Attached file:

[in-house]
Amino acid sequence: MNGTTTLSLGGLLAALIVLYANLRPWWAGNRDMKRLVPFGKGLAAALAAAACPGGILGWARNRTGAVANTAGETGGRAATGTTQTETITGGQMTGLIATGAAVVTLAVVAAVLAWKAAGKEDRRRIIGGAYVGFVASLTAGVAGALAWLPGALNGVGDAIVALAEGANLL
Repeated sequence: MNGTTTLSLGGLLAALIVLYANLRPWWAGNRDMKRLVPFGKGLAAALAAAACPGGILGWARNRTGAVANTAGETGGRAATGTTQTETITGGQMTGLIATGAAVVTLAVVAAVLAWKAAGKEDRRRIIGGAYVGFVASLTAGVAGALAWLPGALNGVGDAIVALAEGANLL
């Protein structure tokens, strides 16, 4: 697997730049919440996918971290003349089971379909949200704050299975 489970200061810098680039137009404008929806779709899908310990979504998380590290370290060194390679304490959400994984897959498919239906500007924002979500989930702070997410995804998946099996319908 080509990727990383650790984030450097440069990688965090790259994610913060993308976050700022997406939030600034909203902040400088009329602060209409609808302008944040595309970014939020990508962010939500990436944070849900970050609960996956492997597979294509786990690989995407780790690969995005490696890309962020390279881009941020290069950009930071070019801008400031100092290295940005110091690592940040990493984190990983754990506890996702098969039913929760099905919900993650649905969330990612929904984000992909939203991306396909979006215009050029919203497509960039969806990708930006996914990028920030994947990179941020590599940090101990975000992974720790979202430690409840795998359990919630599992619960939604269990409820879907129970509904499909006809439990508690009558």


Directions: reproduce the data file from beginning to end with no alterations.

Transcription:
[in-house]
Amino acid sequence: MNGTTTLSLGGLLAALIVLYANLRPWWAGNRDMKRLVPFGKGLAAALAAAACPGGILGWARNRTGAVANTAGETGGRAATGTTQTETITGGQMTGLIATGAAVVTLAVVAAVLAWKAAGKEDRRRIIGGAYVGFVASLTAGVAGALAWLPGALNGVGDAIVALAEGANLL
Repeated sequence: MNGTTTLSLGGLLAALIVLYANLRPWWAGNRDMKRLVPFGKGLAAALAAAACPGGILGWARNRTGAVANTAGETGGRAATGTTQTETITGGQMTGLIATGAAVVTLAVVAAVLAWKAAGKEDRRRIIGGAYVGFVASLTAGVAGALAWLPGALNGVGDAIVALAEGANLL
């Protein structure tokens, strides 16, 4: 697997730049919440996918971290003349089971379909949200704050299975 489970200061810098680039137009404008929806779709899908310990979504998380590290370290060194390679304490959400994984897959498919239906500007924002979500989930702070997410995804998946099996319908 080509990727990383650790984030450097440069990688965090790259994610913060993308976050700022997406939030600034909203902040400088009329602060209409609808302008944040595309970014939020990508962010939500990436944070849900970050609960996956492997597979294509786990690989995407780790690969995005490696890309962020390279881009941020290069950009930071070019801008400031100092290295940005110091690592940040990493984190990983754990506890996702098969039913929760099905919900993650649905969330990612929904984000992909939203991306396909979006215009050029919203497509960039969806990708930006996914990028920030994947990179941020590599940090101990975000992974720790979202430690409840795998359990919630599992619960939604269990409820879907129970509904499909006809439990508690009558």